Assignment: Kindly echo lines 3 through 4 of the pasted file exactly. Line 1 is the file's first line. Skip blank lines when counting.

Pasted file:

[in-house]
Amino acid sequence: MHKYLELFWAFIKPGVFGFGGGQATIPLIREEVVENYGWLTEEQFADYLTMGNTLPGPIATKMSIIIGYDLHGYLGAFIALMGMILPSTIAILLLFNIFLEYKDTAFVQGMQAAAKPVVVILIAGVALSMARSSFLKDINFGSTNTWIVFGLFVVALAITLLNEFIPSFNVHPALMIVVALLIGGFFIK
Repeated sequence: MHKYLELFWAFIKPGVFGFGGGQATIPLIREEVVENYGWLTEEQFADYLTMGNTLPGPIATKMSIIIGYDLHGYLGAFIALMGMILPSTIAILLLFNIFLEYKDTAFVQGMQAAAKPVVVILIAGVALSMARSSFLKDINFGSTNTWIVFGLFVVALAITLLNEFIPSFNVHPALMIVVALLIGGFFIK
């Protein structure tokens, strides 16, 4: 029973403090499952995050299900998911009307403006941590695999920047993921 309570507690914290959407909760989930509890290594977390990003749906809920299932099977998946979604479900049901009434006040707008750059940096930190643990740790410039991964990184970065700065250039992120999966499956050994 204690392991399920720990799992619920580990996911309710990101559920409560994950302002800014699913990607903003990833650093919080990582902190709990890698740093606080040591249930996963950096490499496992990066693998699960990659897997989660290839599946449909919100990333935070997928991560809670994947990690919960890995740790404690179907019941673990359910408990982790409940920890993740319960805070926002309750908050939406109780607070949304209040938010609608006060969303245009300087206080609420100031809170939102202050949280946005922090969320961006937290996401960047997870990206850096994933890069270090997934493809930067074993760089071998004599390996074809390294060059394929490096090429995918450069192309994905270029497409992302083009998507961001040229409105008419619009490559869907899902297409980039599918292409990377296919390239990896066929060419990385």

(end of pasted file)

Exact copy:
Repeated sequence: MHKYLELFWAFIKPGVFGFGGGQATIPLIREEVVENYGWLTEEQFADYLTMGNTLPGPIATKMSIIIGYDLHGYLGAFIALMGMILPSTIAILLLFNIFLEYKDTAFVQGMQAAAKPVVVILIAGVALSMARSSFLKDINFGSTNTWIVFGLFVVALAITLLNEFIPSFNVHPALMIVVALLIGGFFIK
């Protein structure tokens, strides 16, 4: 029973403090499952995050299900998911009307403006941590695999920047993921 309570507690914290959407909760989930509890290594977390990003749906809920299932099977998946979604479900049901009434006040707008750059940096930190643990740790410039991964990184970065700065250039992120999966499956050994 204690392991399920720990799992619920580990996911309710990101559920409560994950302002800014699913990607903003990833650093919080990582902190709990890698740093606080040591249930996963950096490499496992990066693998699960990659897997989660290839599946449909919100990333935070997928991560809670994947990690919960890995740790404690179907019941673990359910408990982790409940920890993740319960805070926002309750908050939406109780607070949304209040938010609608006060969303245009300087206080609420100031809170939102202050949280946005922090969320961006937290996401960047997870990206850096994933890069270090997934493809930067074993760089071998004599390996074809390294060059394929490096090429995918450069192309994905270029497409992302083009998507961001040229409105008419619009490559869907899902297409980039599918292409990377296919390239990896066929060419990385």